Monday 17 September 2018


ZIMBABWE Revenue Authority (ZIMRA) has been caught on the wrong side of the law in collecting revenue and the High Court has ordered it to pay back $9,5 million it unlawfully garnished from a local mining giant.

The taxman, in violation of the law, imposed fines to the tune of $9 554 215 on Zimbabwe Platinum Mines (Pvt) Ltd for alleged Customs and Excise Act infractions.

This was despite the fact that the company was contesting the charges. Zimplats, through Advocate Thabani Mpofu, successfully challenged decision by ZIMRA at the High Court.

Justice Esther Muremba recently nullified the fines and ruled that Zimra had no power to impose fines in cases where the alleged violation of the Customs and Excise Act have not been admitted.

“In the result, it is hereby declared that:
  1. (a) The second respondent (Zimra) has no power to impose a fine, where a contravention of the Customs and Excise Act has not been admitted.
(b) The fines imposed by the second respondent are null and void.
  1. The respondents are hereby ordered to refund to the applicant all fines that were imposed and collected from it.
  2. Each party is to bear its own costs.”
The judge said ZIMRA imposed fines on Zimplats when it was crystal clear that the firm was not admitting to the infractions.

Facts are that Zimplats, which was involved in mine development operations between 2009 and 2013, periodically applied to be granted customs duty rebates on goods that were used in the operations.

In terms of Section 144 of the Customs and Excise Act (General) Regulations, Zimplats applied for and was granted customs duty rebates for the period stretching from 2009 to 2010. In December 2010, Section 144 was repealed.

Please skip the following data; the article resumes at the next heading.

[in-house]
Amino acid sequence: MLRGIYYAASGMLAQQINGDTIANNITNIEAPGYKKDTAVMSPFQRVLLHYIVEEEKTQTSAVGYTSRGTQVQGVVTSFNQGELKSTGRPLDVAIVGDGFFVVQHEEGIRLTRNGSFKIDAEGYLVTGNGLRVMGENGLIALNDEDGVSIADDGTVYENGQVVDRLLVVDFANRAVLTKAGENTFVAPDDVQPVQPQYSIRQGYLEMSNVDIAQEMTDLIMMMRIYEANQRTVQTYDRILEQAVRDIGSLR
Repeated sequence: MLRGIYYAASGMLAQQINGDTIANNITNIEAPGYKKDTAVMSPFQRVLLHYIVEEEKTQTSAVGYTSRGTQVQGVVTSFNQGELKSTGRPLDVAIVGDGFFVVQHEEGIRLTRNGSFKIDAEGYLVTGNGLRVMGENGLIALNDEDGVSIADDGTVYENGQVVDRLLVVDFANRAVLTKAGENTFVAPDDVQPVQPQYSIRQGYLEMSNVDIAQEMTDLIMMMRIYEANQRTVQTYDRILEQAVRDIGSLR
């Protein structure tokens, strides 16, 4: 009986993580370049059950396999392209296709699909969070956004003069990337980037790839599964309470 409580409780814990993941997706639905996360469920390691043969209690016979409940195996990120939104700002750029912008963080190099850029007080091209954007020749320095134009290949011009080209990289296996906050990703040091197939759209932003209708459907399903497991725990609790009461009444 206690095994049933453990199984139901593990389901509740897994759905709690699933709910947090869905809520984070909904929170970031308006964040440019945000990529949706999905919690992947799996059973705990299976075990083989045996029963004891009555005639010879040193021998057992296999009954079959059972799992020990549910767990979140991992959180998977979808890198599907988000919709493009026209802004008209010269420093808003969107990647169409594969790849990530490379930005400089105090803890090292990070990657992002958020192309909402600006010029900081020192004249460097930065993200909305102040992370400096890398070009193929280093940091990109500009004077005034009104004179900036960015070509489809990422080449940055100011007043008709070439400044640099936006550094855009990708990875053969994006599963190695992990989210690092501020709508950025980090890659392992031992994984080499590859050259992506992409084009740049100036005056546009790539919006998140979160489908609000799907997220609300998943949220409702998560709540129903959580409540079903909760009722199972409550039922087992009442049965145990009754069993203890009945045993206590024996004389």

Unaware of the development, Zimplats continued applying for rebate using the repealed piece of legislation. In 2011, the rebate application was denied by Zimra.

A meeting was held with Zimra bosses and it was agreed that the mining firm should reapply in terms of Section 138 of the Customs and Excise Act (General) Regulations. In February 2013, ZIMRA’s investigations department queried why the firm was applying for rebates under Section 138 of the regulations.

Zimra subsequently stopped processing Zimplats’ applications.
“On October 14 2013 ZIMRA’s investigations department wrote to the applicant saying all rebates claimed after the five-year period set out in the Mining Agreement were contrary to law and that the applicant should pay the rebated customs duty, import value added tax, interest and penalties.

“On 21 November 2014, the first respondent (ZIMRA) issued three special warrants for the recovery of the rebated customs duties,” reads the summary of the case.
ZIMRA argued that the company was not entitled to be granted rebates from 2011 to 2013 because the five-year period set out in the Mining Agreement had expired.

It also argued that Zimplats was not entitled to rebates between September 2009 and May 201 because its mining area was not listed in any statutory instrument during that period.
In the three warrants, ZIMRA claimed principal amount of $28 664 861 with interest in the sum of $6 898 258.

In addition, three fines were imposed on the company for the customs infractions to the tune of $9 554 215. Herald


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